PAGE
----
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Special Effect slides

An invisible drawing master, a wheel of live, shady moiré patterns....
The Cycloidotrope, or the invisible drawing master.

Special Effect slides manual magic lantern

Special Effect slides chest
Special Effect slides cycloidotrope
The Special Effect slides cycloidotropeCycloidotrope (c. 1865) is a rare mechanical operated magic lantern slide which draws an infinite variety of geometrical patterns on a sooty glass disc while being projected. The mahogany box contains the slide, a pair of tongs to hold a glass during smoking over a candle or paraffin lamp, and some discs. On the cycloidotrope a stylus bar can be set in any position, altering its angle and length. By turning a crank handle, the stylus traces a regular, geometric pattern onto the glass disc. These patterns are seen to emerge on the screen. The box measures 11 3/4" x 4 3/4" (30 x 12 cm). Modern children know this instrument as a toy Spiralograph.


Wheel of Life (c. 1870).
The Wheel of Life was invented by the English manufacturer of lenses and optical instruments Thomas Ross, but was manufactured and sold by many retailers. It is a kind of miniature phenakistiscope for projecting a repeating motion sequence of animated drawings on the screen. A glass disc with painted images and a shutter disc are revolving on the same axis. They are both driven by strings by means of a large double grooved pulley wheel. Note that the shutter disc spins at a faster speed relative to the picture disc and in a opposite direction. The latter is caused by the crossed string of the shutter drive. The box is marked: "With permission of the London Stereoscopic Co.".


A very good Ross Wheel of Life manufactured around 1870.
Thomas Ross acquired patents in 1869 and 1870, but was manufactured and sold by many retailers.
The animation, here a man gong up a ladder, is painted on glass and it can be swapped around, if you are lucky enough to find another disk... The slide is 25.5 cm x 11.5 cm or 10" x 4 1/2".
An American version of the Wheel of Life.

Measures 10" x 4 1/8" (25.5 x 10.5 cm).

Photos: ©Pierre Patau, antiquetoysandgames.com.



These slides were made for a popular lecture by C. Knoch entitled ‘A Day on the Moon’ and were manufactured in the workshops of the Optical Institute of A. Krüss in Hamburg in the 1890s. The central image of the large rack-work slide shows the mountain ranges of the moon, set in an intense black sky.
The slide demonstrates the astronomical events as they unfold during a moon day, which is equivalent to 28 earth days. The continually changing light phenomena are much more intense as there is no atmosphere on the moon. The earth appears as a large black disc surrounded by zodiacal light, which also casts a rosy glow on the moonscape. The second slide shows that as the sun rises in the moon’s sky, the sickle of the earth continually decreases while the rotation of the earth is observed by the rotation of the continental masses.  Source: Willem Hackmann, Oxfordshire.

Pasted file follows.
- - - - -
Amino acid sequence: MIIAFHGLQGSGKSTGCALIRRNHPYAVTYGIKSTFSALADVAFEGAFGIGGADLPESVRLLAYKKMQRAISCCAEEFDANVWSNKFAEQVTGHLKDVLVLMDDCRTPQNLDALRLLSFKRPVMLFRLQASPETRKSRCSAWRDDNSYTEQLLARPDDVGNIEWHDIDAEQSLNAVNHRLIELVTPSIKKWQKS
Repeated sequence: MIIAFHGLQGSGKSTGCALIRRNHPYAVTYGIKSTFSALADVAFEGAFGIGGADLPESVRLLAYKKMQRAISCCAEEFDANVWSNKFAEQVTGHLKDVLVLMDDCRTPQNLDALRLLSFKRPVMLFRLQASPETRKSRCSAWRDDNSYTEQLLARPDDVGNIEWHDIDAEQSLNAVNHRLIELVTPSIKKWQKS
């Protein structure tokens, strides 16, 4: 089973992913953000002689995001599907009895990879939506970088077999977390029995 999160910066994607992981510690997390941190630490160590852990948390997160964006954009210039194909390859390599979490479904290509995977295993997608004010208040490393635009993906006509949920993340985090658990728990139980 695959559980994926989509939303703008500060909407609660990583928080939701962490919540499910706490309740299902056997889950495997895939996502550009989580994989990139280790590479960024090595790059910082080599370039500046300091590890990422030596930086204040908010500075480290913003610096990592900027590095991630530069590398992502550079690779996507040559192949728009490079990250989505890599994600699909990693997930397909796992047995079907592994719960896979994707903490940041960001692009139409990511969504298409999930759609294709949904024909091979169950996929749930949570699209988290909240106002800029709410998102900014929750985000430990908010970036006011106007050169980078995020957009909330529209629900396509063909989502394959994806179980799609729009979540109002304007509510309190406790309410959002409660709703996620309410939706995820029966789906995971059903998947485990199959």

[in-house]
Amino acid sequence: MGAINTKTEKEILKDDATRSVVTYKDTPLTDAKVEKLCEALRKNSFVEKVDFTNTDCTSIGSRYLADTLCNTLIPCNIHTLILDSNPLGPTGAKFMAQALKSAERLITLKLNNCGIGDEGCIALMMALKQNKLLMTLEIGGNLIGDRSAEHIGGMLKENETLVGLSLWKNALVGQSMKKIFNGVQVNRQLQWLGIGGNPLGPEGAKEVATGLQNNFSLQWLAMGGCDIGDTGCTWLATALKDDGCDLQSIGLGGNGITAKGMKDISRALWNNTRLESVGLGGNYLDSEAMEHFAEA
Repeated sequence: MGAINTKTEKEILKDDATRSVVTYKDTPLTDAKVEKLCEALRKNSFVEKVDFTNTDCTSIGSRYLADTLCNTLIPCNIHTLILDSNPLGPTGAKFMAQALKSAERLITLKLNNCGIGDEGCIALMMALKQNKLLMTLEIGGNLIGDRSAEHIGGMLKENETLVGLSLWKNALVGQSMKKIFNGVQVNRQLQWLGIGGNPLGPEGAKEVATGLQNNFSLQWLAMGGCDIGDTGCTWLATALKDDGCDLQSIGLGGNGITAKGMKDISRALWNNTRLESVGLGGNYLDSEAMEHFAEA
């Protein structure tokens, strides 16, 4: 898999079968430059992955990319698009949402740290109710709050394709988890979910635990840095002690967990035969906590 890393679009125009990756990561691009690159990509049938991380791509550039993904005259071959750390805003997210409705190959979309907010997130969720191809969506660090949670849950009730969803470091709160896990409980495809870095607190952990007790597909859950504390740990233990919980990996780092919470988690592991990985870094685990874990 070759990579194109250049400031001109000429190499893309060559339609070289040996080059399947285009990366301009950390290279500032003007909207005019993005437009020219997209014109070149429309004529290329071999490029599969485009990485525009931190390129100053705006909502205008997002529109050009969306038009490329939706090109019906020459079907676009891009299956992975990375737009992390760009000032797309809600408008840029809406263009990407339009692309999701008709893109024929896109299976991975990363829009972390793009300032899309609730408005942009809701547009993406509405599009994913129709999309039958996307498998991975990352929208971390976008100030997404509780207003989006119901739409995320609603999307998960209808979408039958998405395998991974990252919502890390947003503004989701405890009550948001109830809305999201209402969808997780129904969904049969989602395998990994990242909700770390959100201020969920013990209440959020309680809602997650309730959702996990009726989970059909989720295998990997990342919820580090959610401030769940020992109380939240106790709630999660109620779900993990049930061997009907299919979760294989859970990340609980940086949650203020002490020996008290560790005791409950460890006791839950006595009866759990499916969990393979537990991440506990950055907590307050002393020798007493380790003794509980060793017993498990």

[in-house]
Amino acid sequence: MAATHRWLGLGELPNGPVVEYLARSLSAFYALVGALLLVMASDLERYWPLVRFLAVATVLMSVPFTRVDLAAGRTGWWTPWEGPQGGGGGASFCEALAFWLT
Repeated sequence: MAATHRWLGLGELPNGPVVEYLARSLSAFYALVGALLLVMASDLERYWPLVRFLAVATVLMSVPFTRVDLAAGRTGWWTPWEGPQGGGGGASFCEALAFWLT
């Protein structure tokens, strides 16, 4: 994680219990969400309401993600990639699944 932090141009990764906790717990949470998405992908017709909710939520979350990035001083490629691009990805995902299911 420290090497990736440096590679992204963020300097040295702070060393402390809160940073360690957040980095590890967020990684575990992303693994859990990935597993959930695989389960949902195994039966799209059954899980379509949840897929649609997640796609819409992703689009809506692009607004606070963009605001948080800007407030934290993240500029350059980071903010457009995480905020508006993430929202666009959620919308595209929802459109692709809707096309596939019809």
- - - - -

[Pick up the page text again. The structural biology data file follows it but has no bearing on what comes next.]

Norton Colour Wheel

A large single pulley magic lantern slide used to demonstrate the Newton colour wheel. The seven colours in Newton's optical spectrum have been pasted to a glass disk. When it is rotated, the colours blur together and the eye, unable to respond rapidly enough, sees the colours mixed together to form white.

Measures 25.5 cm x 14 .5 cm or about 10" x 5 3/4".

Photos: ©Pierre Patau, antiquetoysandgames.com.

Moiré effect.
A double pulley mahogany framed slide with two, contra rotating, brass rimmed discs perforated with a regular pattern of small holes. When the discs are slowly rotated an continuous changing intricate pattern is observed. Size of frame 10 x 4 inches (25.5 x 10 cm).

Snow effect maker. A projection device creating impression of falling snow. The blackened metal frame with wood insert measures 7" x 4 1/2" (18 x 10 cm). The central square contains a blackened flexible material pierced with tiny holes which goes up or down when one of the two brass and wooden spindles are revolved. This popular superimposed snow effect is combined with lantern slides of winter snow scenes.


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Last update: 09-05-2021.
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